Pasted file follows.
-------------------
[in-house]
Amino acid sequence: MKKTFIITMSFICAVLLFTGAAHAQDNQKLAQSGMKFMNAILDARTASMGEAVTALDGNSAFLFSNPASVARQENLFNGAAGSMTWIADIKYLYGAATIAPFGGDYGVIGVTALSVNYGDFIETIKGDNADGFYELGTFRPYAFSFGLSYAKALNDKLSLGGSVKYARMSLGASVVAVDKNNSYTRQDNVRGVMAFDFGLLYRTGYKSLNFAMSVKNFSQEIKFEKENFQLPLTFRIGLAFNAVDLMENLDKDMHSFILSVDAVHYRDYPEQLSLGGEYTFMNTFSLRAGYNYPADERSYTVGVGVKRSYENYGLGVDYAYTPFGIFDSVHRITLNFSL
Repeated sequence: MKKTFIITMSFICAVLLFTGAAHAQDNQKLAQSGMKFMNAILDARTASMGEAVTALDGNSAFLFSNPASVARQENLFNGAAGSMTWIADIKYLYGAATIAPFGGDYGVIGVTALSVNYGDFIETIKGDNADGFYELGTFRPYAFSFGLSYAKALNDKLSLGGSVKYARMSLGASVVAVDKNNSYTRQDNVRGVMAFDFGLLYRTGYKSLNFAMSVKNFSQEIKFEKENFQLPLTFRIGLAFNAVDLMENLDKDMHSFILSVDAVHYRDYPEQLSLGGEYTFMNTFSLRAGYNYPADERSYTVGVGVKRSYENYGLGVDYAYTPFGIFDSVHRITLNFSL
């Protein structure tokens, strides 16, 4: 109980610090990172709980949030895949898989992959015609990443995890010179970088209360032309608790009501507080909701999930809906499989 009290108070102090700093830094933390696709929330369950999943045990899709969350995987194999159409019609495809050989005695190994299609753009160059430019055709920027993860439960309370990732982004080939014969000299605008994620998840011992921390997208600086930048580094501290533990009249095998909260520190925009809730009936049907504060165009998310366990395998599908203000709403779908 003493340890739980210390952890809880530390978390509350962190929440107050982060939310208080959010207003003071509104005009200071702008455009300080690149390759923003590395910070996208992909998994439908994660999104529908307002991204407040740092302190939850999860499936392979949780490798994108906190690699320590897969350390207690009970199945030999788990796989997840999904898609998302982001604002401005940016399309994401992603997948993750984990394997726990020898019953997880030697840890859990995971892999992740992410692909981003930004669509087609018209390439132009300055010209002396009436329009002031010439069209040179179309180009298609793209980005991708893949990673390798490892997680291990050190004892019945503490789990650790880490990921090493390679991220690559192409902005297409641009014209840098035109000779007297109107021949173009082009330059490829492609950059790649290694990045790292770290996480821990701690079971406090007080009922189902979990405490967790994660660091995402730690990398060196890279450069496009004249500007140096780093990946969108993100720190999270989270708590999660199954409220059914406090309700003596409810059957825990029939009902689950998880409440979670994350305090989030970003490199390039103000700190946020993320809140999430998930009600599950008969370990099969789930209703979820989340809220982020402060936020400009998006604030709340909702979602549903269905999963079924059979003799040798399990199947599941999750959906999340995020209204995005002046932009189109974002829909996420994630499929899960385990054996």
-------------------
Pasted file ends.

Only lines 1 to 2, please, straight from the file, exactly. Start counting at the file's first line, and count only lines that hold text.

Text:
[in-house]
Amino acid sequence: MKKTFIITMSFICAVLLFTGAAHAQDNQKLAQSGMKFMNAILDARTASMGEAVTALDGNSAFLFSNPASVARQENLFNGAAGSMTWIADIKYLYGAATIAPFGGDYGVIGVTALSVNYGDFIETIKGDNADGFYELGTFRPYAFSFGLSYAKALNDKLSLGGSVKYARMSLGASVVAVDKNNSYTRQDNVRGVMAFDFGLLYRTGYKSLNFAMSVKNFSQEIKFEKENFQLPLTFRIGLAFNAVDLMENLDKDMHSFILSVDAVHYRDYPEQLSLGGEYTFMNTFSLRAGYNYPADERSYTVGVGVKRSYENYGLGVDYAYTPFGIFDSVHRITLNFSL